Texas fires coach Tom Herman, then hires former USC coach Steve Sarkisian
Texas fired Tom Herman because it was tired of waiting for him to deliver a Big 12 title and turn the Longhorns back into national championship contenders.
Next up: Steve Sarkisian, the architect of the Alabama Crimson Tide’s offense and its tsunami of points this season.
Texas fired Herman on Saturday after four seasons, then hours later announced it was giving the job to the Alabama offensive coordinator.
It’s a quick move Texas expects will deliver quick results. The Longhorns are not known to be a patience bunch.
Sarkisian leads a Crimson Tide offense that has pummeled opponents and produced two Heisman Trophy finalists in quarterback Mac Jones and receiver DeVonta Smith heading into the Jan. 11 College Football Playoff championship game against Ohio State. He recently won the Broyles Award given to college football’s top assistant coach.
While Ohio State’s Sugar Bowl win spared us from another Alabama vs. Clemson game, the College Football Playoff is still lacking interest and parity.
He’s also been around. At 46, Sarkisian has previous head coaching stints at Washington and USC. He’s been Alabama’s offensive coordinator under Nick Saban since 2019, and has experience as an NFL assistant.
Sarkisian is expected to remain with Alabama for the championship game.
“This is a unique and compelling opportunity to lead this storied program to the next level, competing once again amongst the best in college football,“ Sarkisian said in a statement released by Texas.
Texas wants him to not just win — Herman did that with a 32-18 record — but to knock rival Oklahoma off the top of the Big 12 while also making sure recruiting in their home state doesn’t get swamped by Texas A&M’s rise in the Southheastern Conference.
He will be Texas’ fourth head coach since the program’s last Big 12 championship in 2009. Since then, Texas has fired Mack Brown — the only coach to lead the program to a national championship (2005) in 50 years — Charlie Strong and Herman. Of note, Sarkisian was a USC assistant when Texas beat the Trojans in the epic 2006 Rose Bowl for the national championship.
Sarkisian was 46-35 overall at Washington and USC, but was fired midway through his second season with the Trojans 2015 and went into alcohol rehabilitation treatment. He later lost a $30 million breach of contract and disability discrimination lawsuit against USC that alleged the school fired him instead of allowing him to seek treatment.
Contract terms for Sarkisian were not immediately released.
Herman won all four of his bowl games and still had three years left on a guaranteed contract set to pay him more than $6 million per year. Texas is the hook for more than $20 million in buyouts for Herman and his staff
Steve Sarkisian’s strange behavior in the days surrounding high-pressure, high-profile college football games isn’t unique to his time at USC.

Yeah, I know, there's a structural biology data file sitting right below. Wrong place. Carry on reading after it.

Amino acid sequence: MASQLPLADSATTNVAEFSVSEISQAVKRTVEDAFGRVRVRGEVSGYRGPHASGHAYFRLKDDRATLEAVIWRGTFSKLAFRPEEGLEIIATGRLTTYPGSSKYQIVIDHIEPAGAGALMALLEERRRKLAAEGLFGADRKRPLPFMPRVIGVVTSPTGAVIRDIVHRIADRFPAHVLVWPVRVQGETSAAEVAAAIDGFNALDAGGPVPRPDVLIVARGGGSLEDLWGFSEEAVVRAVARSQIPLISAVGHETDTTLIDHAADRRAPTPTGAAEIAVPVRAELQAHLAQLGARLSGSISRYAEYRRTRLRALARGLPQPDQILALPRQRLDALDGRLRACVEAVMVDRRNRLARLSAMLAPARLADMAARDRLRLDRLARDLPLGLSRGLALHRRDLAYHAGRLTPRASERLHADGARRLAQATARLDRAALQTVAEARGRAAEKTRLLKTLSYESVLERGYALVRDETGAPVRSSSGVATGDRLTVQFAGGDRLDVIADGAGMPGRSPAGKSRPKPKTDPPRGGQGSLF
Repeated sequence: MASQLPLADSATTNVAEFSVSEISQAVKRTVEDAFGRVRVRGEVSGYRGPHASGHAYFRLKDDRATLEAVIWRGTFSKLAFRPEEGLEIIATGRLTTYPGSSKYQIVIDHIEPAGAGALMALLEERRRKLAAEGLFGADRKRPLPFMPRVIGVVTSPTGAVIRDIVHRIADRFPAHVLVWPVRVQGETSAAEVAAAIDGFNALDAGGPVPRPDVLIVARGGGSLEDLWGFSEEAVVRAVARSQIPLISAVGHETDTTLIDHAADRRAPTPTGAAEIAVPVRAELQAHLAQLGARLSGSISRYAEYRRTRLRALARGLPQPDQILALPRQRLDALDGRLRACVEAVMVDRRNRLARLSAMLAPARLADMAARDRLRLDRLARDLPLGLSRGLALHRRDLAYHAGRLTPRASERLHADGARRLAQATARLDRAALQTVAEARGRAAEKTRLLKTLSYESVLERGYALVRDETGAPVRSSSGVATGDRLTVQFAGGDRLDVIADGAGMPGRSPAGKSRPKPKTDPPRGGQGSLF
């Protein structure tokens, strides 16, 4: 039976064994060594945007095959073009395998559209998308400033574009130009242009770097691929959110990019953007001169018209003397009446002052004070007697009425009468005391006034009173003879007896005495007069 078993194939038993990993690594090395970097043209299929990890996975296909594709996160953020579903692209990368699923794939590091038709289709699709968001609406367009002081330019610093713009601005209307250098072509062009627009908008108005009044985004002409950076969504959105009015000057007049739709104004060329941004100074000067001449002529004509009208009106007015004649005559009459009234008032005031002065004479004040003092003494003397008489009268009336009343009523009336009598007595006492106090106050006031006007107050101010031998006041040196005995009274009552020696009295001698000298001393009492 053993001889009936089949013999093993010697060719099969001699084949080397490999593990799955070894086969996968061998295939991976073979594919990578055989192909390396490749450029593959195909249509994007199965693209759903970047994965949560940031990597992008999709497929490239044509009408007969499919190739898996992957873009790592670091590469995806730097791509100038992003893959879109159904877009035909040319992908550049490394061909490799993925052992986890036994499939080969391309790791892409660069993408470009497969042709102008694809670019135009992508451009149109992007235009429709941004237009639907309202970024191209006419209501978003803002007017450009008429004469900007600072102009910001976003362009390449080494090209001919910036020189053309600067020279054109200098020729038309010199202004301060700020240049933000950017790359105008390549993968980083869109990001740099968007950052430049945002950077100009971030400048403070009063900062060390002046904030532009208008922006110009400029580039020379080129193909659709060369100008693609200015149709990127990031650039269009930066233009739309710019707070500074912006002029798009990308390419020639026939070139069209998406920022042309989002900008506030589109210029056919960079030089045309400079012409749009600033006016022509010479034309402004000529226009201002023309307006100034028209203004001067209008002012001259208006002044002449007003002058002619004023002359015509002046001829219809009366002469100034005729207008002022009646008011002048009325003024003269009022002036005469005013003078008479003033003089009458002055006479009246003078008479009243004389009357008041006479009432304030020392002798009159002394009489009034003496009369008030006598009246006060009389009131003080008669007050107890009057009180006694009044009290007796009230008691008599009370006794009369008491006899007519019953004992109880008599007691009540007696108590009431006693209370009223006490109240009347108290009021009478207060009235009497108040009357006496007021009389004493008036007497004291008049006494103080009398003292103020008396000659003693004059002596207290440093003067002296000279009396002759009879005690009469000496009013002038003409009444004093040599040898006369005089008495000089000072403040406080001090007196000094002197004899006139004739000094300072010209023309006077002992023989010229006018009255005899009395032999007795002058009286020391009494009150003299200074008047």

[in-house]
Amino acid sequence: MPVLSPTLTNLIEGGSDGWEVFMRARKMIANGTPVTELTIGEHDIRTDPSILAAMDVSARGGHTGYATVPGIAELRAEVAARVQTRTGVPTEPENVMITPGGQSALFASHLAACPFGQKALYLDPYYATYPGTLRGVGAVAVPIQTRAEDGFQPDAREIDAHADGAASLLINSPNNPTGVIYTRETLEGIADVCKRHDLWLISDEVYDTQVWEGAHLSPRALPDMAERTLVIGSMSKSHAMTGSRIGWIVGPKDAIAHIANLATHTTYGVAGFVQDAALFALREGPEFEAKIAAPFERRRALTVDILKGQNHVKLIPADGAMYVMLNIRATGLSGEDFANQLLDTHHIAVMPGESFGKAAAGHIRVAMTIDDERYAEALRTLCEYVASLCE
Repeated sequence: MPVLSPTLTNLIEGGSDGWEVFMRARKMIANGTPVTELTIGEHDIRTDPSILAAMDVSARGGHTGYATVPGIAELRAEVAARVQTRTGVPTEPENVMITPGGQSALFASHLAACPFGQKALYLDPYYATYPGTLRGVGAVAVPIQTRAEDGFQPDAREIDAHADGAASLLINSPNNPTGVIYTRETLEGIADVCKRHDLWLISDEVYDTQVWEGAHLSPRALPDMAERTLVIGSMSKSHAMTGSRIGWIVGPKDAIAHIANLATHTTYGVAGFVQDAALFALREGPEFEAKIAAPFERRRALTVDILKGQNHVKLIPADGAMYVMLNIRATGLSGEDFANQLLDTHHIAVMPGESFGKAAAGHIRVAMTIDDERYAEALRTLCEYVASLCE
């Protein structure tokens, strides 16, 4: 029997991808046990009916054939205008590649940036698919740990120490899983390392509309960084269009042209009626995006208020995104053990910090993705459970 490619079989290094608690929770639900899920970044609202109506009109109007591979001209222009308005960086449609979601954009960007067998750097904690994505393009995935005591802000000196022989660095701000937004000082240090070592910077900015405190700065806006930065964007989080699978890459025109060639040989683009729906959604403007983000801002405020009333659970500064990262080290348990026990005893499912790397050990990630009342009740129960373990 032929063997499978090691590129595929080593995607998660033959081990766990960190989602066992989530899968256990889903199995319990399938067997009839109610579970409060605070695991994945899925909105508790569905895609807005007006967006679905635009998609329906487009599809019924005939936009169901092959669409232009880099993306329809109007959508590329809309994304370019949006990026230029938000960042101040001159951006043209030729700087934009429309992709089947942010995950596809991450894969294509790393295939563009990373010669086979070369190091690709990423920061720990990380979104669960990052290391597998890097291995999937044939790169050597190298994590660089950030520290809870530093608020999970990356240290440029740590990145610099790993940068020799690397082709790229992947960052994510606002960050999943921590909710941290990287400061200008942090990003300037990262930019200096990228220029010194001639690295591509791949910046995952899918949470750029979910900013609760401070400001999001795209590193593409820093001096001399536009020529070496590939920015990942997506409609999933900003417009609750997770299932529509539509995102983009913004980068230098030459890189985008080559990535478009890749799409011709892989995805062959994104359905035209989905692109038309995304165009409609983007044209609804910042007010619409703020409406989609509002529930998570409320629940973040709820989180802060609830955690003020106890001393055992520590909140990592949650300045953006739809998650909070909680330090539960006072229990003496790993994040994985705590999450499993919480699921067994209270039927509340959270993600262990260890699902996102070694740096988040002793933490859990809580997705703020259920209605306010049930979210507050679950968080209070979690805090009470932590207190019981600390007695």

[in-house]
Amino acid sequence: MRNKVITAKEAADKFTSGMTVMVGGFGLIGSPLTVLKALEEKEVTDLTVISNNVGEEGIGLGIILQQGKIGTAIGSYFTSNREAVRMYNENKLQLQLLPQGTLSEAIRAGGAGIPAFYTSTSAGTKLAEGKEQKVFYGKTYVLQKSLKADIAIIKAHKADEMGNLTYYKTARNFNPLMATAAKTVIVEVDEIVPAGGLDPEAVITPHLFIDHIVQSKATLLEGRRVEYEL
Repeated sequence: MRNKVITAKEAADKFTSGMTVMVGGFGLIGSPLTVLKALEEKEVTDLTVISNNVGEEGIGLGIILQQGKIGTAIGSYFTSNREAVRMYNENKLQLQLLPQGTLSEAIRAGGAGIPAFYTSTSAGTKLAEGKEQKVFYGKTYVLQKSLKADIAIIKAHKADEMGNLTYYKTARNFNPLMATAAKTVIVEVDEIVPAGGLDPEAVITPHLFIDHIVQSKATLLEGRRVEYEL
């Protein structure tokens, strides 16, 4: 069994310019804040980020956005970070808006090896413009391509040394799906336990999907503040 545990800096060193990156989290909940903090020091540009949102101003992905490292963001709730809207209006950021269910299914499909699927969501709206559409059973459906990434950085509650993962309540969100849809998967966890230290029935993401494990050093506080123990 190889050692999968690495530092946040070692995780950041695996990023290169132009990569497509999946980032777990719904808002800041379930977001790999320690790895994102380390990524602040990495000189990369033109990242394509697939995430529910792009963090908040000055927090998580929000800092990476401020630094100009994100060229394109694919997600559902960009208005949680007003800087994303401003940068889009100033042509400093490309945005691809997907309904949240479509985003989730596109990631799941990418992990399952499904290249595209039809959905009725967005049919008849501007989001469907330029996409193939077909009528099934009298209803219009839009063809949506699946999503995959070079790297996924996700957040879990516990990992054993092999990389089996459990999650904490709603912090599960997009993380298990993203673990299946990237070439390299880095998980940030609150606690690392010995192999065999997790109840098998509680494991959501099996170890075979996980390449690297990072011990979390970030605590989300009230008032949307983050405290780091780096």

Texas fired him just three weeks after athletic director Chris Del Conte said he would remain the coach. In a new statement Saturday, Del Conte said he’d since decided it was time for a change.
“After much deliberation and a great deal of thought, as I looked back at the totality of where our football program is and in discussing its future, it became apparent that it was in the best interest of the University of Texas to move in a different direction,” Del Conte said.
Herman’s best season was 2018, the only time he got the Longhorns to the Big 12 title game. They finished that season with a dominating win over Georgia in the Sugar Bowl that prompted quarterback Sam Ehlinger’s now-infamous “We’re ba-aack!” statement to a national television audience.
Texas instead sunk back to the middle of the pack in the Big 12. The Longhorns reached as high as No. 8 early in the pandemic-stricken 2020 season before quickly fading. They were, in effect, eliminated from the Big 12 title game with a 23-20 home loss to Iowa State with two games left.
Frustrated by the stagnation, Texas also saw ominous signs in recruiting. Several of the state’s top players signed elsewhere or backed off commitments last month.
Herman, 45, seemed to be the sure-fire candidate to return Texas to glory when he was hired after two successful seasons at Houston. Yet there were moments that suggested he just wasn’t ready for the spotlight of the Texas job and struggled to grow into it.
Breece Hall and Brock Purdy lifted Iowa State to a victory over Oregon in the Fiesta Bowl, while Texas A&M beat North Carolina in the Orange Bowl.
He taunted the Missouri quarterback in the waning minutes of a Texas Bowl win in 2017. He had a fiery confrontation with Oklahoma State coach Mike Gundy after a tough road loss. In 2019, he head-butted his own players before a game, then flipped a double-barreled obscene hand gesture toward television cameras during live broadcast of national signing day.
And 2020 challenged him in ways that had nothing to do with football.
When protests erupted nationally erupted after the death of George Floyd, Herman joined his players in a march from campus to the state Capitol in a demonstration against police brutality and and racial injustice.
Herman then faced intense criticism from fans, and pressure from the administration, when the players didn’t join the traditional postgame singing of “The Eyes of Texas” school song for several games in protest over racist elements of the song’s past.
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